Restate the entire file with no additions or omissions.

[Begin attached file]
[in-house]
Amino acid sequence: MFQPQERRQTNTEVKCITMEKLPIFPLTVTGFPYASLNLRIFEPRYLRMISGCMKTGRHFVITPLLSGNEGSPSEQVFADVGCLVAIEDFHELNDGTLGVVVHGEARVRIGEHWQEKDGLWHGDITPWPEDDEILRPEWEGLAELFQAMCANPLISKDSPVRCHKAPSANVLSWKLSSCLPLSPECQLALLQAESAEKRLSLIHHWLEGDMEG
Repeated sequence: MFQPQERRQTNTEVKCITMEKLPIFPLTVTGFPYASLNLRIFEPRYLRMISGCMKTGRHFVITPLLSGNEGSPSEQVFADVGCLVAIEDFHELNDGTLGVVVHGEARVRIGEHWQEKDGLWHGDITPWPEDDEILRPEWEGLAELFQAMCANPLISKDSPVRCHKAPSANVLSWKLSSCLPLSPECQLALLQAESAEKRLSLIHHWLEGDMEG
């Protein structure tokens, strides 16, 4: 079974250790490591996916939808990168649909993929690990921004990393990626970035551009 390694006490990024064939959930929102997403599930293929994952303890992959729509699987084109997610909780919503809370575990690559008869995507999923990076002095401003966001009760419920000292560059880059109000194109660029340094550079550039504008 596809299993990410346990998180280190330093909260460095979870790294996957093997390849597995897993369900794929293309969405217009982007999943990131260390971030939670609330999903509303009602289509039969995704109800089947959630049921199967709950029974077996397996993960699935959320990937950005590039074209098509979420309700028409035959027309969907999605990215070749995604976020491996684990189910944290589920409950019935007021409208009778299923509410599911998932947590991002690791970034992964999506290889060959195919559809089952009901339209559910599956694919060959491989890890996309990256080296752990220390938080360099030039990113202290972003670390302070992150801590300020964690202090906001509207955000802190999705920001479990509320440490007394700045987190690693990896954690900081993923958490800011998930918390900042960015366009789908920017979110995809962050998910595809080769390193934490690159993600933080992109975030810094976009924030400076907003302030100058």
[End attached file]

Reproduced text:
[in-house]
Amino acid sequence: MFQPQERRQTNTEVKCITMEKLPIFPLTVTGFPYASLNLRIFEPRYLRMISGCMKTGRHFVITPLLSGNEGSPSEQVFADVGCLVAIEDFHELNDGTLGVVVHGEARVRIGEHWQEKDGLWHGDITPWPEDDEILRPEWEGLAELFQAMCANPLISKDSPVRCHKAPSANVLSWKLSSCLPLSPECQLALLQAESAEKRLSLIHHWLEGDMEG
Repeated sequence: MFQPQERRQTNTEVKCITMEKLPIFPLTVTGFPYASLNLRIFEPRYLRMISGCMKTGRHFVITPLLSGNEGSPSEQVFADVGCLVAIEDFHELNDGTLGVVVHGEARVRIGEHWQEKDGLWHGDITPWPEDDEILRPEWEGLAELFQAMCANPLISKDSPVRCHKAPSANVLSWKLSSCLPLSPECQLALLQAESAEKRLSLIHHWLEGDMEG
């Protein structure tokens, strides 16, 4: 079974250790490591996916939808990168649909993929690990921004990393990626970035551009 390694006490990024064939959930929102997403599930293929994952303890992959729509699987084109997610909780919503809370575990690559008869995507999923990076002095401003966001009760419920000292560059880059109000194109660029340094550079550039504008 596809299993990410346990998180280190330093909260460095979870790294996957093997390849597995897993369900794929293309969405217009982007999943990131260390971030939670609330999903509303009602289509039969995704109800089947959630049921199967709950029974077996397996993960699935959320990937950005590039074209098509979420309700028409035959027309969907999605990215070749995604976020491996684990189910944290589920409950019935007021409208009778299923509410599911998932947590991002690791970034992964999506290889060959195919559809089952009901339209559910599956694919060959491989890890996309990256080296752990220390938080360099030039990113202290972003670390302070992150801590300020964690202090906001509207955000802190999705920001479990509320440490007394700045987190690693990896954690900081993923958490800011998930918390900042960015366009789908920017979110995809962050998910595809080769390193934490690159993600933080992109975030810094976009924030400076907003302030100058």